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DulceBASS

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About DulceBASS

  • Birthday 08/27/1985
  1. I have a couple books on philosophy from the Middle Ages. They address some pretty deep issues so to consider those philosophers primitive is absurd to me. I don't think they were a utopian era, and I still think we live in a much better era now since we're arguably more democratic. The concept of the Dark Ages is a bad historical theme carried over from post-Renaissance thinkers. The Renaissance had a lot of people challenging the positions of the past so there's a rhetorical advantage in calling the past "the Dark Ages" when you're attempting to meld Greek ideals with new thoughts like a lot of Renaissance thinkers were doing. Contemporary society tends to be more based on values that came out of the Renaissance so the idea of the Dark Ages got carried to modern times, though academia has abandoned it because they recognize that there was a lot of interesting ideas, inventions and art coming out of those times. I guess you could say it was somewhat of a conspiracy.
  2. Pretty much all of them. It's not that I think none of them are true because there's definitely secret things going on but they annoy me because people often seem to latch onto conspiracy theories for the wrong reasons. People claim to have unearthed the truth but in reality they just latched onto a position that reinforces their worldview. You see things like this all over the political spectrum. Instead of educating one's self about what's going on in the world, people flock to biased sources that tell them what they want to hear so conspiracy theory discussions end up being arguments about people's ideologies rather than what actually happened. For example, let's take a hypothetical False Flag incident: a shooter kills a bunch of people at a mall during Black Friday. Within minutes of this happening, someone like Alex Jones is gonna say Obama did it to take away your guns. Does Obama? I don't know, there's just no possible way to make this claim within minutes of the event happening since we don't know anything about it. We go from trying to figure out what happened at the shooting to arguing about gun control. Instead of figuring out the truth, anti-gun control activists and pro-gun control activists argue about their ideological differences. While my False Flag example might sound like I'm playing the right wing is the main culprit of this annoying tendency, I gotta point out that there's leftists who do the same thing about GMOs in food.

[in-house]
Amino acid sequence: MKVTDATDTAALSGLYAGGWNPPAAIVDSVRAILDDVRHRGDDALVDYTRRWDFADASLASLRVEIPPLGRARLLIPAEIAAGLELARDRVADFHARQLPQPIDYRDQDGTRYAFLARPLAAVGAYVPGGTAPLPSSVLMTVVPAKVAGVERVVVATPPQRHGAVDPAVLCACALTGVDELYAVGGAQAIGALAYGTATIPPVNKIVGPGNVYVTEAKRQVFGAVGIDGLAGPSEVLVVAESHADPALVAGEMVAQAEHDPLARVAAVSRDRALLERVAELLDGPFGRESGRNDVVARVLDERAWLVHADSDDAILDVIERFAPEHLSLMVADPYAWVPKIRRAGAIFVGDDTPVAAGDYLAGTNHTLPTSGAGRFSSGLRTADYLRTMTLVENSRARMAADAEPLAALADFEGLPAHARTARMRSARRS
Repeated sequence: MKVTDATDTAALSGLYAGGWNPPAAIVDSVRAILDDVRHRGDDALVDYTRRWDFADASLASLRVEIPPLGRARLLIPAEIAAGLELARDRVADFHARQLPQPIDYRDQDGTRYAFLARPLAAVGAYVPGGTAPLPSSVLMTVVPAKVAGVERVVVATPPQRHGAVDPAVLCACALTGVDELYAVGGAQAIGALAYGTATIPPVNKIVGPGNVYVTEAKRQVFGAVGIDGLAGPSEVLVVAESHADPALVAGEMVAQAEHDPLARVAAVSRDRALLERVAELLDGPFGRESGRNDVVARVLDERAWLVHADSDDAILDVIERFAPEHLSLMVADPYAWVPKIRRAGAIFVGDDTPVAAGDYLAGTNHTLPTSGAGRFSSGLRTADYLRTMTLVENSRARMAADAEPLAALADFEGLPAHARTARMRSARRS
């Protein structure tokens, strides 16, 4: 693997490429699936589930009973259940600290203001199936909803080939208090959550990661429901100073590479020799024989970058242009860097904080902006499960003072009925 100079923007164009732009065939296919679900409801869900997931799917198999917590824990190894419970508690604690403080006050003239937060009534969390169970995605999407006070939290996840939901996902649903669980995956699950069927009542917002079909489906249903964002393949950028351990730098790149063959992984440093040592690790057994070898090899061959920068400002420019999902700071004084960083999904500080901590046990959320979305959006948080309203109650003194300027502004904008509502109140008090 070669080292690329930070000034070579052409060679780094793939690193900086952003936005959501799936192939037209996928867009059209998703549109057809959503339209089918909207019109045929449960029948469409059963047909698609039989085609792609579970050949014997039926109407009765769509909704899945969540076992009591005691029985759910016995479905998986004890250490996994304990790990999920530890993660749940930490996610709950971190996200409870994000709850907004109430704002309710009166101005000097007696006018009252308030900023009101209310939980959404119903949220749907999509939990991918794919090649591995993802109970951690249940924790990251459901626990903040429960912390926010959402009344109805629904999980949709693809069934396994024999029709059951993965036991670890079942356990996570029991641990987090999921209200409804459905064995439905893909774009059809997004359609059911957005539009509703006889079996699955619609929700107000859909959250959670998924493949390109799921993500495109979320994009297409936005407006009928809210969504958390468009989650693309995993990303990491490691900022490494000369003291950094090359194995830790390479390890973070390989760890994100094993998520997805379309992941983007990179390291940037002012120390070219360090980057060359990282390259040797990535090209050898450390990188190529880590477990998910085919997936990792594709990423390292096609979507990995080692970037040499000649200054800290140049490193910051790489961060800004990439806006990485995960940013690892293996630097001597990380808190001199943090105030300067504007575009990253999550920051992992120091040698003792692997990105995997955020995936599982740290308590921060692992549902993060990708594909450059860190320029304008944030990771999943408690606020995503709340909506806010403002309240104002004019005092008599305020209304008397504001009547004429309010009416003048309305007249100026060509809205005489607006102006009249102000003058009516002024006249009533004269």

3. Political correctness isn't censorship. It's merely recognizing that using certain words and phrases have consequences. Freedom of speech was never intended to mean you get to say everything you want to say and nobody can respond in anyway. This isn't a conspiracy, it's the reflection of our social consciousness evolving to be nicer towards minorities. Nobody is actually telling you that you can't say certain words, they're just saying if you do, you might not like the consequences. I think that's how it should be. Freedom of speech shouldn't be a shield to say things that are offensive. People have the right to respond to your speech (and you have the right to respond to their response.) You should have the right to say whatever you want but if you say something racist, I should be able to call you out on it. If people don't like that you said a racist thing, then they should have the right to not support you anymore.
  4. When I was in high school, there was some hubbub about the Total Information Awareness program which was likely the proposed precursor to PRISM. I wrote a letter to my senator about how it troubled me. He swore to me that the government would never ever violate its citizens privacy in such an extreme way. I didn't exactly feel good about the letter I got back but I do think it's funny that it basically happened. I wonder how aware the legislative branch was before these programs were put into place. I don't necessarily think they would have much to stop them but I would like to know who knew what and when they knew. It's just so troubling because I've heard of some shady things the government has done with some of the information. I read an article about how intelligence agencies were using the porn habits of suspected terrorists to try and shame them in their communities and organizations. It's not a stretch to think that sort of thing could happen against normal citizens suspected of a crime. I'm sure they could do much worse as well.